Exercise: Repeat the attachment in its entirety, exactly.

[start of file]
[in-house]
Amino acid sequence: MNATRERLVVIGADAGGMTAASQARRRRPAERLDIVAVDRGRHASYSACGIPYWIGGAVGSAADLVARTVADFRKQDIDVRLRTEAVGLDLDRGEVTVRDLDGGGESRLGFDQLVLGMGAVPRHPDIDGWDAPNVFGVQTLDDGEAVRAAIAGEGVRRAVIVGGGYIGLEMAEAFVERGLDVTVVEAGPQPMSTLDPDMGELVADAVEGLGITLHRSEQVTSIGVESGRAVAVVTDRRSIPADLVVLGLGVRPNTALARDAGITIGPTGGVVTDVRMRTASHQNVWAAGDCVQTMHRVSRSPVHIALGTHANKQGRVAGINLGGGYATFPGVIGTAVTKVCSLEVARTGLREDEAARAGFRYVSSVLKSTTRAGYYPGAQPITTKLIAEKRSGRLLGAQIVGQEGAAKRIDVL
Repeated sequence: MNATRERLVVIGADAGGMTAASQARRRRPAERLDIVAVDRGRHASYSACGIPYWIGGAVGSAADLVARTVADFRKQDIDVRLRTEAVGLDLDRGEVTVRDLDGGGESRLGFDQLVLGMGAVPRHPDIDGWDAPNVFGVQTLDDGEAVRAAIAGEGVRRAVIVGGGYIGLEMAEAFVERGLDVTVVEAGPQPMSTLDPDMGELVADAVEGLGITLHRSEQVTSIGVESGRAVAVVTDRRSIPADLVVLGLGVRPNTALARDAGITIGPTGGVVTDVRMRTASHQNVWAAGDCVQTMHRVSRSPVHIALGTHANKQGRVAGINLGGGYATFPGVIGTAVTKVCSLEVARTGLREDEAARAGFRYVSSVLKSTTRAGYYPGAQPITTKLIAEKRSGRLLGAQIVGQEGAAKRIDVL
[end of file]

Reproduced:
[in-house]
Amino acid sequence: MNATRERLVVIGADAGGMTAASQARRRRPAERLDIVAVDRGRHASYSACGIPYWIGGAVGSAADLVARTVADFRKQDIDVRLRTEAVGLDLDRGEVTVRDLDGGGESRLGFDQLVLGMGAVPRHPDIDGWDAPNVFGVQTLDDGEAVRAAIAGEGVRRAVIVGGGYIGLEMAEAFVERGLDVTVVEAGPQPMSTLDPDMGELVADAVEGLGITLHRSEQVTSIGVESGRAVAVVTDRRSIPADLVVLGLGVRPNTALARDAGITIGPTGGVVTDVRMRTASHQNVWAAGDCVQTMHRVSRSPVHIALGTHANKQGRVAGINLGGGYATFPGVIGTAVTKVCSLEVARTGLREDEAARAGFRYVSSVLKSTTRAGYYPGAQPITTKLIAEKRSGRLLGAQIVGQEGAAKRIDVL
Repeated sequence: MNATRERLVVIGADAGGMTAASQARRRRPAERLDIVAVDRGRHASYSACGIPYWIGGAVGSAADLVARTVADFRKQDIDVRLRTEAVGLDLDRGEVTVRDLDGGGESRLGFDQLVLGMGAVPRHPDIDGWDAPNVFGVQTLDDGEAVRAAIAGEGVRRAVIVGGGYIGLEMAEAFVERGLDVTVVEAGPQPMSTLDPDMGELVADAVEGLGITLHRSEQVTSIGVESGRAVAVVTDRRSIPADLVVLGLGVRPNTALARDAGITIGPTGGVVTDVRMRTASHQNVWAAGDCVQTMHRVSRSPVHIALGTHANKQGRVAGINLGGGYATFPGVIGTAVTKVCSLEVARTGLREDEAARAGFRYVSSVLKSTTRAGYYPGAQPITTKLIAEKRSGRLLGAQIVGQEGAAKRIDVL